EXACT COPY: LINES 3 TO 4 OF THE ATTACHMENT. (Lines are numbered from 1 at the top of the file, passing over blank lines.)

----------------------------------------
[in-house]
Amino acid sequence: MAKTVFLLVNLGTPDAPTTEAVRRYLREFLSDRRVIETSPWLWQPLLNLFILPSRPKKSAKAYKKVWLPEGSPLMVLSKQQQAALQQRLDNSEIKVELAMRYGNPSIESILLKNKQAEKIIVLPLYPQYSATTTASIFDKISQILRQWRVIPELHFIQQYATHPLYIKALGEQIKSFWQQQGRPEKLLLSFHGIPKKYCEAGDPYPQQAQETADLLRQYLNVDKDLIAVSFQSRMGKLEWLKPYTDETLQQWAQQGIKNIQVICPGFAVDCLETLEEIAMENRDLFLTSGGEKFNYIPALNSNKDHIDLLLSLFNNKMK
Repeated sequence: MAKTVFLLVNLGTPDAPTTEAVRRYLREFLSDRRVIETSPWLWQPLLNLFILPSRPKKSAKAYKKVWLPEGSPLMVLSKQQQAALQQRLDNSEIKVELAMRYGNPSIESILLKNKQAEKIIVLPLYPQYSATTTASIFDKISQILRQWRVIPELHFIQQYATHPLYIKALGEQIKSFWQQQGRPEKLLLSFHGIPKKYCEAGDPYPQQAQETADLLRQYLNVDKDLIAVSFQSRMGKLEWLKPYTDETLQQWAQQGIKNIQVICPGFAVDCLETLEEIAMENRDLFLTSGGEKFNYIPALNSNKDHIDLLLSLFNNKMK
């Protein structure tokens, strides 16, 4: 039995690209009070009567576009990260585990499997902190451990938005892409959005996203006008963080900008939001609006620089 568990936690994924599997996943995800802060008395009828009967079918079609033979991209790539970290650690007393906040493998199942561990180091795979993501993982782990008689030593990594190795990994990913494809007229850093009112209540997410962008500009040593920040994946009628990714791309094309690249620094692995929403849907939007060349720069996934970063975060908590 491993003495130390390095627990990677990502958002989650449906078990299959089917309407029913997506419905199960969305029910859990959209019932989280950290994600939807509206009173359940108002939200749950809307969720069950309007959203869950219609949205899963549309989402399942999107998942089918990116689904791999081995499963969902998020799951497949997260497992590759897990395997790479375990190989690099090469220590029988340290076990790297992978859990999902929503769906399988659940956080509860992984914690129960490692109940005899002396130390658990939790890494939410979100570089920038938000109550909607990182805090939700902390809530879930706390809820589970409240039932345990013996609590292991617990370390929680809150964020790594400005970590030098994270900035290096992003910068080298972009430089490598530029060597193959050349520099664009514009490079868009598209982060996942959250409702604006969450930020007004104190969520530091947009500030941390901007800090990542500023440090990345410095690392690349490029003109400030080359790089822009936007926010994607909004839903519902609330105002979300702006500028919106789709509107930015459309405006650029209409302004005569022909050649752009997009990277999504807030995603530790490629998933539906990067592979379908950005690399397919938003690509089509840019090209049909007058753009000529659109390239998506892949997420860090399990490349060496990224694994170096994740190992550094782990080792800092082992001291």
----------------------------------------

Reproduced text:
Repeated sequence: MAKTVFLLVNLGTPDAPTTEAVRRYLREFLSDRRVIETSPWLWQPLLNLFILPSRPKKSAKAYKKVWLPEGSPLMVLSKQQQAALQQRLDNSEIKVELAMRYGNPSIESILLKNKQAEKIIVLPLYPQYSATTTASIFDKISQILRQWRVIPELHFIQQYATHPLYIKALGEQIKSFWQQQGRPEKLLLSFHGIPKKYCEAGDPYPQQAQETADLLRQYLNVDKDLIAVSFQSRMGKLEWLKPYTDETLQQWAQQGIKNIQVICPGFAVDCLETLEEIAMENRDLFLTSGGEKFNYIPALNSNKDHIDLLLSLFNNKMK
């Protein structure tokens, strides 16, 4: 039995690209009070009567576009990260585990499997902190451990938005892409959005996203006008963080900008939001609006620089 568990936690994924599997996943995800802060008395009828009967079918079609033979991209790539970290650690007393906040493998199942561990180091795979993501993982782990008689030593990594190795990994990913494809007229850093009112209540997410962008500009040593920040994946009628990714791309094309690249620094692995929403849907939007060349720069996934970063975060908590 491993003495130390390095627990990677990502958002989650449906078990299959089917309407029913997506419905199960969305029910859990959209019932989280950290994600939807509206009173359940108002939200749950809307969720069950309007959203869950219609949205899963549309989402399942999107998942089918990116689904791999081995499963969902998020799951497949997260497992590759897990395997790479375990190989690099090469220590029988340290076990790297992978859990999902929503769906399988659940956080509860992984914690129960490692109940005899002396130390658990939790890494939410979100570089920038938000109550909607990182805090939700902390809530879930706390809820589970409240039932345990013996609590292991617990370390929680809150964020790594400005970590030098994270900035290096992003910068080298972009430089490598530029060597193959050349520099664009514009490079868009598209982060996942959250409702604006969450930020007004104190969520530091947009500030941390901007800090990542500023440090990345410095690392690349490029003109400030080359790089822009936007926010994607909004839903519902609330105002979300702006500028919106789709509107930015459309405006650029209409302004005569022909050649752009997009990277999504807030995603530790490629998933539906990067592979379908950005690399397919938003690509089509840019090209049909007058753009000529659109390239998506892949997420860090399990490349060496990224694994170096994740190992550094782990080792800092082992001291």